The Heart Center at Primary Children’s Medical Center offers a Fetal Heart Program. We see pregnant mothers when there are concerns that the fetus may have a congenital heart defect or abnormal heart rhythm. We also see mothers that may have any of the following indications: a family history of congenital heart defects, metabolic disorders (diabetes), exposure to teratogens, autoimmune disease, rubella infection, or other concerns their obstetrician may have. Early fetal detection allows for important prenatal planning and education, and expedient management after delivery.
As the Fetal Heart Nurse Coordinator, I meet with families that receive a fetal diagnosis of a congenital heart defect or arrhythmia. When receiving this diagnosis, parents are often overwhelmed and worried. Most families have never heard of a congenital heart defect (CHD) and now their unborn child has been diagnosed with one.
When we meet with families, we have done a detailed fetal echocardiogram, which is an ultrasound of the fetus’ heart, and then a pediatric cardiologist, myself, and a social worker meet with the family in a consult room. The initial visit is filled with education about what defect was seen on the echo and what will occur during the remainder of the pregnancy. We see the families back for more echocardiograms and visits, so questions are answered and planning for delivery can take place. We also give our contact information to families so they can call with any questions or concerns.
There are many congenital heart defects and different pathways for each diagnosis, so conversations vary with each family. However, there are some general questions that are asked frequently during prenatal counseling.
Top 5 Prenatal Congenital Heart Defect Questions
1. What caused this? Is it something we did?
Parents automatically blame themselves for something they cannot control. Mothers think that may have done something wrong during the pregnancy to cause the problem, but majority of the time these defects just happen. Cardiologists often don’t know why congenital heart defects occur, but it is thought to be caused by a combination of genes and other risk factors – such as environmental exposures or maternal conditions.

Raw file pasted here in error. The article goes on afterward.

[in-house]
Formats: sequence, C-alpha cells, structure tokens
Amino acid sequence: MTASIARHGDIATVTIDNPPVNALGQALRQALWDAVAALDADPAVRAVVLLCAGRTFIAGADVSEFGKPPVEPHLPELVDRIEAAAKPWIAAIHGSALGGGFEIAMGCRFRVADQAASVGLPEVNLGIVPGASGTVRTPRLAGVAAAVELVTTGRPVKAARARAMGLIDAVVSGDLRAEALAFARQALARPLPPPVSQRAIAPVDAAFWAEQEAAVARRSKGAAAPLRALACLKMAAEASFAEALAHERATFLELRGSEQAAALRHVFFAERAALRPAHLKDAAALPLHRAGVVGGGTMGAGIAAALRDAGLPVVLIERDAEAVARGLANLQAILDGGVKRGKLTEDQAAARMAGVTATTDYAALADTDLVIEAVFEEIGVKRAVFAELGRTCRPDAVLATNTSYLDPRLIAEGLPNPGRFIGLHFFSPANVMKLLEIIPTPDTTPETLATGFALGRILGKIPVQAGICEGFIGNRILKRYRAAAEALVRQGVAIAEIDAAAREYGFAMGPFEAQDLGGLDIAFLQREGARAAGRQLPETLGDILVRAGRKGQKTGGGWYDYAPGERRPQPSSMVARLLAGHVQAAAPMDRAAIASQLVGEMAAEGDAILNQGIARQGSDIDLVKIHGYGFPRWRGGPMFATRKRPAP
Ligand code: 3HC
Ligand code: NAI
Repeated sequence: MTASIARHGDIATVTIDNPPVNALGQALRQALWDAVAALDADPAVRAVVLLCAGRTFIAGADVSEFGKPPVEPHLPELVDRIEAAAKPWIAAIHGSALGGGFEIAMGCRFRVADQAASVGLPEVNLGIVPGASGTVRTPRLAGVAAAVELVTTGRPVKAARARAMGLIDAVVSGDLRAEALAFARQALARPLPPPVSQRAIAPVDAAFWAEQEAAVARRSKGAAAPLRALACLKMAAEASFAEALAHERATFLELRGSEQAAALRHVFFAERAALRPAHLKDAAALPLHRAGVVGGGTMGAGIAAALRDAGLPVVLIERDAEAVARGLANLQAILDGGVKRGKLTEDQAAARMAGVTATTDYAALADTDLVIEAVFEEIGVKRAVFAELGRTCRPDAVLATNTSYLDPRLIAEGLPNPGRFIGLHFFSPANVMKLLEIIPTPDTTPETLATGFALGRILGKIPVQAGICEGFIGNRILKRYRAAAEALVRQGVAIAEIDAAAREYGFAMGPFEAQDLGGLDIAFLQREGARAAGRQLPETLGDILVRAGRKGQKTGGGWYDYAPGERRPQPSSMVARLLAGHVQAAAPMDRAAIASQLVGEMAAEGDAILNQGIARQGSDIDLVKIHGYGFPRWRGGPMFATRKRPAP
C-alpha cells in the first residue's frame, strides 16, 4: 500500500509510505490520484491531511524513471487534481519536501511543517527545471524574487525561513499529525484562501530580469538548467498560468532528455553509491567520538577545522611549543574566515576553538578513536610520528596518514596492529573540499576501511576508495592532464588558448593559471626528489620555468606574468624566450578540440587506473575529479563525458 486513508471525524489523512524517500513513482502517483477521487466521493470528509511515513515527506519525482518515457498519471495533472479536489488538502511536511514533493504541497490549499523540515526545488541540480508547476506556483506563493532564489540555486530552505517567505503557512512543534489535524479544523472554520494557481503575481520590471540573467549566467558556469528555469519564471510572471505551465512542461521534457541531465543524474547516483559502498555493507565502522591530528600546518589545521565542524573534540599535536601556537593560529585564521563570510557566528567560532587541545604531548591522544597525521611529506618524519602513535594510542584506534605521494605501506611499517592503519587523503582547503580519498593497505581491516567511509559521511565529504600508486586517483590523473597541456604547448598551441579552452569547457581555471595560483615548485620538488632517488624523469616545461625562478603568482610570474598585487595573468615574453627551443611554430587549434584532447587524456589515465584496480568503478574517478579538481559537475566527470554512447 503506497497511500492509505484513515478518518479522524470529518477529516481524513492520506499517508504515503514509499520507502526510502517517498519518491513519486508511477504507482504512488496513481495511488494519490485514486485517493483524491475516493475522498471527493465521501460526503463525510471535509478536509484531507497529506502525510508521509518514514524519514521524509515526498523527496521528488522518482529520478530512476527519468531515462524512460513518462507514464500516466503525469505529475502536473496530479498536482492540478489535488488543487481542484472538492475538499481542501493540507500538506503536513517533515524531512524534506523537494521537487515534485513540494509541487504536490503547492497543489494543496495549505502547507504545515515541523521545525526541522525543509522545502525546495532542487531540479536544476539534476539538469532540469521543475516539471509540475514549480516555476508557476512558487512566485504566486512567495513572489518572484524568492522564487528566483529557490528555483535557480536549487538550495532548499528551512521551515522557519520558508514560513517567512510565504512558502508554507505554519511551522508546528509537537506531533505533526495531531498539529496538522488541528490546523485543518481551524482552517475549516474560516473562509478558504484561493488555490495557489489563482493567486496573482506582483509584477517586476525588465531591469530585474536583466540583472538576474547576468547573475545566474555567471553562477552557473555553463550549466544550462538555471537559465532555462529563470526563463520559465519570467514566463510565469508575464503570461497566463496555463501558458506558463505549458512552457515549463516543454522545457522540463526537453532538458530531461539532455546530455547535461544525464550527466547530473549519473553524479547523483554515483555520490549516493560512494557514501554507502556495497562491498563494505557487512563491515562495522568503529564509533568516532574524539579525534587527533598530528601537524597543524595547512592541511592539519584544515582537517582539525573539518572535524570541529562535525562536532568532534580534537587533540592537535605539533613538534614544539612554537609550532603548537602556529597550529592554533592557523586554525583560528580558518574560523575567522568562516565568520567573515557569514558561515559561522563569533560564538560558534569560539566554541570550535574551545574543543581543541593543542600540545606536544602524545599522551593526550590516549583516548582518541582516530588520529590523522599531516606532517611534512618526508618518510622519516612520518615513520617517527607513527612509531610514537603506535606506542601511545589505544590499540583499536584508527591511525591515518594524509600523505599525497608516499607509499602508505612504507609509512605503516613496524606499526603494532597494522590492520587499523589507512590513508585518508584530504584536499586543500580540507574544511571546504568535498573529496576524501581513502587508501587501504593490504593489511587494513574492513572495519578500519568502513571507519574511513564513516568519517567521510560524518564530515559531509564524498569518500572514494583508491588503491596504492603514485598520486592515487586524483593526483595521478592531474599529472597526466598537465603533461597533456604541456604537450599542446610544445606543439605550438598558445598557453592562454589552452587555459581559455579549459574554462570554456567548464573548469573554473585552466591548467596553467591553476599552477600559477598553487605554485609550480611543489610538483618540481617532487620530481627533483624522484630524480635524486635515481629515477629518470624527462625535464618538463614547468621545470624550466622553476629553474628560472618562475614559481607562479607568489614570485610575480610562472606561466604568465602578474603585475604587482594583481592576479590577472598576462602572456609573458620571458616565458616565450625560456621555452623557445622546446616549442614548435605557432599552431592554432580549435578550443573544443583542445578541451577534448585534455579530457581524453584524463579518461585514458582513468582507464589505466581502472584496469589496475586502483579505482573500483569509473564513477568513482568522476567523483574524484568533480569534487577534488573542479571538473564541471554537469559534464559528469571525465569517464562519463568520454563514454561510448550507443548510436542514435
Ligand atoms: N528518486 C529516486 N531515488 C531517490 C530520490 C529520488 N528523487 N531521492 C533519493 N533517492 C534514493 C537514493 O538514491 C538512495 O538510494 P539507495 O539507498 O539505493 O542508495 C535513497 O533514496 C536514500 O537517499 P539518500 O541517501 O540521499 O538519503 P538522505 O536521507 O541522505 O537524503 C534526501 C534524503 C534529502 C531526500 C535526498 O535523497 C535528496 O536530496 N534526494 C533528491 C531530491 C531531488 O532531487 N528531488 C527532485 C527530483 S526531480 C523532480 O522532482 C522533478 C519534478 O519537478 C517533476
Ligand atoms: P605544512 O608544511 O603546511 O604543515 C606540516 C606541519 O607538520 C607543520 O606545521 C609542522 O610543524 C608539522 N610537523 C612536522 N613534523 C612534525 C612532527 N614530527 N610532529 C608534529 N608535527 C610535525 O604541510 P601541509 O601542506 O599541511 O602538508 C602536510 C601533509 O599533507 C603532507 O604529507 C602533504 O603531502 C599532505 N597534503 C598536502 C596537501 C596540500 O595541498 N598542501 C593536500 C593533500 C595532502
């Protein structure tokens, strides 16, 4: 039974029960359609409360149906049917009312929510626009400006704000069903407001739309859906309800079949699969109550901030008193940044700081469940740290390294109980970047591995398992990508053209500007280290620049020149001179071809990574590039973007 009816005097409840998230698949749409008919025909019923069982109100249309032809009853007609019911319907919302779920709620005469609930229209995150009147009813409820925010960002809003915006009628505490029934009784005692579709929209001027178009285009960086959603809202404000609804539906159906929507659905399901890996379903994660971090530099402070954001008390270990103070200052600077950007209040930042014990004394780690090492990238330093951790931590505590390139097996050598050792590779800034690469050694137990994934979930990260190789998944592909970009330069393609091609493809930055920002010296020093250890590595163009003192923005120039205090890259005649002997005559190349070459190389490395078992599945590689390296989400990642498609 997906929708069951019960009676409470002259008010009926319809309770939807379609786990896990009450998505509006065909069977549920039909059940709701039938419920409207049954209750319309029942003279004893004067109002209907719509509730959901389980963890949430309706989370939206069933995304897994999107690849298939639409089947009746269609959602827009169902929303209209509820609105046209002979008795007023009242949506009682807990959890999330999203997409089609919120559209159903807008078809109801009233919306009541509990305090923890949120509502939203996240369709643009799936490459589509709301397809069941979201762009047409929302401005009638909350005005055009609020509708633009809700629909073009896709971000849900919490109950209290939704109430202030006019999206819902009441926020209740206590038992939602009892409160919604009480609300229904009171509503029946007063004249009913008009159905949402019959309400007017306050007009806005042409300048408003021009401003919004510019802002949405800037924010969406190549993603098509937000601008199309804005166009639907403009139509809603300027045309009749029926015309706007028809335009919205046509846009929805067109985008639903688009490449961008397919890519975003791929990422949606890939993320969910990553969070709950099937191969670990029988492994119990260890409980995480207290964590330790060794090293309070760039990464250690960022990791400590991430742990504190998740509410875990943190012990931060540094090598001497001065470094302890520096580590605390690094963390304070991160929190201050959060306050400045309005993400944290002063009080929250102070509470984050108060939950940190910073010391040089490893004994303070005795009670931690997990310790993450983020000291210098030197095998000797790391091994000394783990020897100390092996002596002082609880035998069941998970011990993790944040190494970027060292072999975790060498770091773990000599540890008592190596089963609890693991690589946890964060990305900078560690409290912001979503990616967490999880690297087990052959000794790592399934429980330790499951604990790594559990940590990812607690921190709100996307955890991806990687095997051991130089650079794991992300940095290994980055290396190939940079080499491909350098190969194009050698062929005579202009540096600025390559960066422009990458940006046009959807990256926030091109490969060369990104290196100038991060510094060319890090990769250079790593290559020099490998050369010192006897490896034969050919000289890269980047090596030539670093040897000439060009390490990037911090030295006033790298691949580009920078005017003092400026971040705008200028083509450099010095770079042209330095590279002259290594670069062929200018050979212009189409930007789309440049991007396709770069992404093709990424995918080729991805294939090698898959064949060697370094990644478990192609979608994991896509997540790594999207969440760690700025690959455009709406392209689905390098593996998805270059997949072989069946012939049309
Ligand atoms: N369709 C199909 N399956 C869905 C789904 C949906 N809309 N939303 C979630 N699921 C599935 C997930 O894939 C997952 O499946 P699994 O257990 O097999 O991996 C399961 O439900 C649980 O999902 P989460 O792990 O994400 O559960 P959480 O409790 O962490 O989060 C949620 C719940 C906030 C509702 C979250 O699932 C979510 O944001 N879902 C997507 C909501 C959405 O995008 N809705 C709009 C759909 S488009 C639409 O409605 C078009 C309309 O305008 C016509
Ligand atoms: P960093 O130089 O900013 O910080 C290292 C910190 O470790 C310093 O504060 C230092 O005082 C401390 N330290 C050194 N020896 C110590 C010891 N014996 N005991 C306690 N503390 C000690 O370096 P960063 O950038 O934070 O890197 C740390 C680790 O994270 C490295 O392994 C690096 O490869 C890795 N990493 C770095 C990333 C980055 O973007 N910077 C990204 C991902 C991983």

Heredity may a play a role. A parent with a congenital heart defect has a slightly increased chance of having a baby with a CHD than the general population. If the fetus has a genetic disorder, such as Down syndrome, there is an increased chance of having a heart defect. Other factors that possibly play a role are maternal diabetes, some infections, maternal autoimmune disorders, exposure to teratogens, and in vitro fertilization.
2. Will it get better during the pregnancy?
Congenital heart defects occur when the heart is forming during the early stages of pregnancy. Since the heart forms in the early stages of pregnancy, the defect may occur before most women know they are pregnant. Once a major heart defect has occurred, it will not get better and can potentially get worse, which is why our patients have continued follow up through gestation.
3. Will the baby be safe during the remainder of the pregnancy?
Yes, for the majority of our babies they are just fine while in mom. There are fetal connections in the heart that supply the baby with the blood and oxygen he/she needs while in mom. In some cases, which are dependent on the diagnosis, the baby can become distressed and this can be seen by ultrasound by your OB or the pediatric cardiologist. These babies are monitored closely by all providers involved.
4. Can we fix this?
Some congenital heart defects are less severe than others and may not need surgical treatment. Other congenital heart defects can be more complex and may require several surgeries that are performed over a period of weeks or years. Surgery is not a cure for all heart defects. Many will need multiple surgeries and/ or medications throughout childhood and as adults. These babies will need to be seen by a pediatric cardiologist for their entire life.
5. How much will this cost?
This answer of course depends a lot on the type of health care coverage you have. Health insurance plans vary greatly. Becoming familiar with your plan will help you know what to expect financially. There are a lot of insurance terms you should become familiar with as you start to call and talk with your insurance. Primary Children’s has a handout called “Medical Finances” that is a great resource for you as you start this process. If you don’t have health care coverage or won’t have coverage for your baby, you should speak with a social worker to help you.
Hearing the news that your baby will be born with a congenital heart defect can be very overwhelming. Our Fetal Heart Team is here to help answer questions, provide emotional support, family support, and to provide the best care possible to the baby and the family.